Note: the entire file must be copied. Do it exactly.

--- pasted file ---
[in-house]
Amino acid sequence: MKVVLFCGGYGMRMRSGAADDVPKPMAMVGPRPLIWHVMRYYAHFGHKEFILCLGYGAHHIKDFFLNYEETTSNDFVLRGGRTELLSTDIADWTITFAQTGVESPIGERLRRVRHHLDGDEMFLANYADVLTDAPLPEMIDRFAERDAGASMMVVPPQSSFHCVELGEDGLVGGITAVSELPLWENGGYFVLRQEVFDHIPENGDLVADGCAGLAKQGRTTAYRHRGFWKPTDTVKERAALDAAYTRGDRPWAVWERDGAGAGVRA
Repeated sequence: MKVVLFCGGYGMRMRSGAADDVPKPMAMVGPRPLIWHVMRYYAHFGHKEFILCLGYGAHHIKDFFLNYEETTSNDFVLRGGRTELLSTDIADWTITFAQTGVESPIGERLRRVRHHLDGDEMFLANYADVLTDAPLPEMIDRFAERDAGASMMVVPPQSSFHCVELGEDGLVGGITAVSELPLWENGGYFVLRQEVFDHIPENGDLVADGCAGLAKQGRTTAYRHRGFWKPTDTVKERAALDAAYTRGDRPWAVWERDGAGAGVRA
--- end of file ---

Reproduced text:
[in-house]
Amino acid sequence: MKVVLFCGGYGMRMRSGAADDVPKPMAMVGPRPLIWHVMRYYAHFGHKEFILCLGYGAHHIKDFFLNYEETTSNDFVLRGGRTELLSTDIADWTITFAQTGVESPIGERLRRVRHHLDGDEMFLANYADVLTDAPLPEMIDRFAERDAGASMMVVPPQSSFHCVELGEDGLVGGITAVSELPLWENGGYFVLRQEVFDHIPENGDLVADGCAGLAKQGRTTAYRHRGFWKPTDTVKERAALDAAYTRGDRPWAVWERDGAGAGVRA
Repeated sequence: MKVVLFCGGYGMRMRSGAADDVPKPMAMVGPRPLIWHVMRYYAHFGHKEFILCLGYGAHHIKDFFLNYEETTSNDFVLRGGRTELLSTDIADWTITFAQTGVESPIGERLRRVRHHLDGDEMFLANYADVLTDAPLPEMIDRFAERDAGASMMVVPPQSSFHCVELGEDGLVGGITAVSELPLWENGGYFVLRQEVFDHIPENGDLVADGCAGLAKQGRTTAYRHRGFWKPTDTVKERAALDAAYTRGDRPWAVWERDGAGAGVRA